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March 2, 2015:

Inside Out reviewed by Rob Stevens

Doug Haverty and Adryan Russ’ musical Inside Out is subtitled “A colorful musical about an all-girl group.” Although there is a Ms. White among the characters, this is not a riff on The Dreamgirls of Motown. This all-girl group is in therapy, presided over weekly by the motherly confessor Grace (Cynthia Ferrer) who at times gets too close to this group and suffers “Grace’s Nightmare” as a result. It may be harried for Grace, but it is fun for the audience. This disparate group of females runs the gamut from sophisticated VP to hippie love child, from son-obsessing lesbian to weight conscious terminal housewife.


Haverty’s book sketches his characters in thin stereotypes. The lyrics by both Russ and Haverty, flesh out these women in song. Russ’s score features rap and upbeat comic riffs as well as power ballads and is extremely melodic and catchy. You do come out of this show humming the tunes. And the cast of six, even with an understudy at the performance I attended, really sell the goods. The group numbers “Inside Out” and “If You Really Loved Me” and others are still playing in my head a day later.


Ferrer is the calm presence in the midst of this occasionally madcap mayhem. She gently cajoles her group members to act out their emotions, taking on the roles of each other. This leads to some hilarious play-acting and soul-bearing. Sandy Bainum impresses as the wealthy executive who is juggling office politics, job offers and a stay at home husband who really wants to be a chef. The cast has fun convincing her to “Do It At Home.” Adrienne Visnic is a comic jewel as the laid back flower child whose problem in life and especially her love life is neatly summed up in “I Don’t Say Anything.” Ferrer and Visnic team up for the delightful anthem “Let It Go.”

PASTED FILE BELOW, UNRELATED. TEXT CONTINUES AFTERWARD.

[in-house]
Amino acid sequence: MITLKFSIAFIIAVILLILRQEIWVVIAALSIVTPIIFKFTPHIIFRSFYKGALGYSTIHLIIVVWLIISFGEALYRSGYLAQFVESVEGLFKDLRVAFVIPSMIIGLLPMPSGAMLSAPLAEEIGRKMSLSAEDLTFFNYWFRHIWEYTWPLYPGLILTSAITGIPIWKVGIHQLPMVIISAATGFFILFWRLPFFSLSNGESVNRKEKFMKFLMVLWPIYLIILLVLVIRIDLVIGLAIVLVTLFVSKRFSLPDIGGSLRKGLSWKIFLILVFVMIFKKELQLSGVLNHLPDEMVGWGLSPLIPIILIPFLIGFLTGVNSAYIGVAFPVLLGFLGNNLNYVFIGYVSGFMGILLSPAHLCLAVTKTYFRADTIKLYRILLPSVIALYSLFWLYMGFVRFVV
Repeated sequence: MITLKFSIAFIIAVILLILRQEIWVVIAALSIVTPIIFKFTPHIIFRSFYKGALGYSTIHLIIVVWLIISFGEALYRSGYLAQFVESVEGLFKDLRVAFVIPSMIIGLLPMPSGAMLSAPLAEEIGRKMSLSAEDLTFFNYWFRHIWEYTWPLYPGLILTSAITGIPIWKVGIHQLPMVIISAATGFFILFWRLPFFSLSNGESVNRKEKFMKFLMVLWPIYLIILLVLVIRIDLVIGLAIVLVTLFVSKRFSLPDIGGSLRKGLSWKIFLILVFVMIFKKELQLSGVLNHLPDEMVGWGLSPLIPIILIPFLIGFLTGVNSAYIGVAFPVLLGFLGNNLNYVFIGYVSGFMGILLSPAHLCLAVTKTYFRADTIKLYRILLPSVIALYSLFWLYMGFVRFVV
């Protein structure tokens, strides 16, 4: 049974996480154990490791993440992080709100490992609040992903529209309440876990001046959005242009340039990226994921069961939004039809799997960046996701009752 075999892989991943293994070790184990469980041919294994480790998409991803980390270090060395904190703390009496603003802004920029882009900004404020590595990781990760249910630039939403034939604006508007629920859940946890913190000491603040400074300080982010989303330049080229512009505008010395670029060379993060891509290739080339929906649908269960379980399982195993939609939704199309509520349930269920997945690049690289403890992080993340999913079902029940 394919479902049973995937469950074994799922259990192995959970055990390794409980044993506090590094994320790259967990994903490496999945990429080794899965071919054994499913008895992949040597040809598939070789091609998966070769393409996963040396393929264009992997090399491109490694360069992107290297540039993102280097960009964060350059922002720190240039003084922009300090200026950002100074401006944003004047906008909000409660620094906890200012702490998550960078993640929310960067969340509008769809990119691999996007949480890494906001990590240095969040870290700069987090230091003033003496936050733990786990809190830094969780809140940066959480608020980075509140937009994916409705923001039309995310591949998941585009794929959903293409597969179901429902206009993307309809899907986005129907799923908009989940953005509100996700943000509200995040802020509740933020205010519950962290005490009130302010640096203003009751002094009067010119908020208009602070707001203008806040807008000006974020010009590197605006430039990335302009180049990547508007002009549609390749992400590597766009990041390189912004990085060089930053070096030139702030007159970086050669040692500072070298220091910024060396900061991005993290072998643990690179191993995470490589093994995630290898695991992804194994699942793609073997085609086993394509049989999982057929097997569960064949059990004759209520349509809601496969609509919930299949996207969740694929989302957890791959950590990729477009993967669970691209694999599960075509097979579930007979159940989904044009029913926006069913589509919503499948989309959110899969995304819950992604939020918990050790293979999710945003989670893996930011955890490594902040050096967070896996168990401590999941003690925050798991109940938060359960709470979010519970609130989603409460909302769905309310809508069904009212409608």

Dana Meller also delivers the laughs as the self-conscious housewife who wants to be “Thin” and finally starts to achieve her goal with her Divorce Diet. Stephanie Fredricks deftly plays the somber and sarcastic lesbian who has put her love live on hold while raising her teenage son. She soulfully delivers the beautiful ballad “Never Enough”. Dena White (understudy Jill Marie Burke) is the newest member of the group. Dena is a former recording star who hasn’t released an album in nearly five years and is teetering on the edge of bankruptcy while battling writer’s block and fears of rejection. After getting past her initial aloofness, the group really warms up to Dena and soon are planning her triumphant return to the stage, helping with everything from flyers to catering to painting backdrops. That’s what friends are for. Burke really sold the finale “Reaching Up” and seemed like an intrinsic part of the cast throughout.


This 20th Anniversary production was skillfully and economically directed by Bruce Kimmel. The show’s brisk pace never slacked and the momentum kept building to a rousing finale. Rei Yamamoto’s set design consisted of a few painted panels artfully lit by lighting designer Maarten Cornelis. Six rolling chairs were all these talented ladies needed to maneuver their way through their scenes and songs. Natalya Shahinyan’s costume design gave the women a slightly different look for each scene with an accessory here, a handbag there, with a scarf and blazer to enhance and delineate their characters. Musical director Alby Potts on keyboards and Tyler Smith on percussion gave the score a great sound. See and enjoy Inside Out. This is one group therapy session you will definitely want to join.


Grove Theatre Center, 1111-B W. Olive Ave. in Burbank. Ends March 22. 323-960-1055 or www.plays411.com/insideout

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